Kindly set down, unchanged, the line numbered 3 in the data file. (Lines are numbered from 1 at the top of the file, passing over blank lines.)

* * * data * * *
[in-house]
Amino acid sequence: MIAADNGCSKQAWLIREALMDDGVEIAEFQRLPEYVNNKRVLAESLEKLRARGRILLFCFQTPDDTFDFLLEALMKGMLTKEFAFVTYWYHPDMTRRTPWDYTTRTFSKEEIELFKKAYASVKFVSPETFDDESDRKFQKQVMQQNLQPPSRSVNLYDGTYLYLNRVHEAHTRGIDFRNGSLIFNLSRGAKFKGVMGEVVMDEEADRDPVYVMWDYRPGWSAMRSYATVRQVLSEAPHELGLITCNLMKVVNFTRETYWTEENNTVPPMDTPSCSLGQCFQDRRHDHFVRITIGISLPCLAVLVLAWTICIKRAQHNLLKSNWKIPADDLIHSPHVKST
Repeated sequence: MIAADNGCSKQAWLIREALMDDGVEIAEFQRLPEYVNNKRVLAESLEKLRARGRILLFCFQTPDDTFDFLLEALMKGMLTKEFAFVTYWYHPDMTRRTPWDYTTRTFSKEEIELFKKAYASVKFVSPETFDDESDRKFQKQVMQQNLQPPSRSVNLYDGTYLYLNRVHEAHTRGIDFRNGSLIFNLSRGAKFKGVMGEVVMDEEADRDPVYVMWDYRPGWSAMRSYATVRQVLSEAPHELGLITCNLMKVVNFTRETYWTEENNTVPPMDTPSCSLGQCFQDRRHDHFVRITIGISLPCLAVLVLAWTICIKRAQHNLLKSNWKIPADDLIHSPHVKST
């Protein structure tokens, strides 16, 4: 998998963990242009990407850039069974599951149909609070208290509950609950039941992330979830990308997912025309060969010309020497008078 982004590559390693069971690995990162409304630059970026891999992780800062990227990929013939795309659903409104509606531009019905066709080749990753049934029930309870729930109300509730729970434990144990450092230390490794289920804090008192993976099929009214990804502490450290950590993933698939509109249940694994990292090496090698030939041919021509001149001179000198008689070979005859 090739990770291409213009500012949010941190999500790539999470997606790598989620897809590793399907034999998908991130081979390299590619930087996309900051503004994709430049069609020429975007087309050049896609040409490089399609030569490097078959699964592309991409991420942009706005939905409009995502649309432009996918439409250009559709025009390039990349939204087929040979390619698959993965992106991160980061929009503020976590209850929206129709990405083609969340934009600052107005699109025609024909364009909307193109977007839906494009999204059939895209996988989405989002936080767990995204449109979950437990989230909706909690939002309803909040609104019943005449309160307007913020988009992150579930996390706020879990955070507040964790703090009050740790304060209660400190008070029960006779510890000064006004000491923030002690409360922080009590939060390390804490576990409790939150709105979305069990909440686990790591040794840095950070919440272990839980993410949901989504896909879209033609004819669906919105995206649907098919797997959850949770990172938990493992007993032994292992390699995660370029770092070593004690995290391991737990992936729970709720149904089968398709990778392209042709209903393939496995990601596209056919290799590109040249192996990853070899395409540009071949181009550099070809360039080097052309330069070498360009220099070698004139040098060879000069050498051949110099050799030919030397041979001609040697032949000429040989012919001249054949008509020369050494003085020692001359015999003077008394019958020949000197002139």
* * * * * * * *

Repeated sequence: MIAADNGCSKQAWLIREALMDDGVEIAEFQRLPEYVNNKRVLAESLEKLRARGRILLFCFQTPDDTFDFLLEALMKGMLTKEFAFVTYWYHPDMTRRTPWDYTTRTFSKEEIELFKKAYASVKFVSPETFDDESDRKFQKQVMQQNLQPPSRSVNLYDGTYLYLNRVHEAHTRGIDFRNGSLIFNLSRGAKFKGVMGEVVMDEEADRDPVYVMWDYRPGWSAMRSYATVRQVLSEAPHELGLITCNLMKVVNFTRETYWTEENNTVPPMDTPSCSLGQCFQDRRHDHFVRITIGISLPCLAVLVLAWTICIKRAQHNLLKSNWKIPADDLIHSPHVKST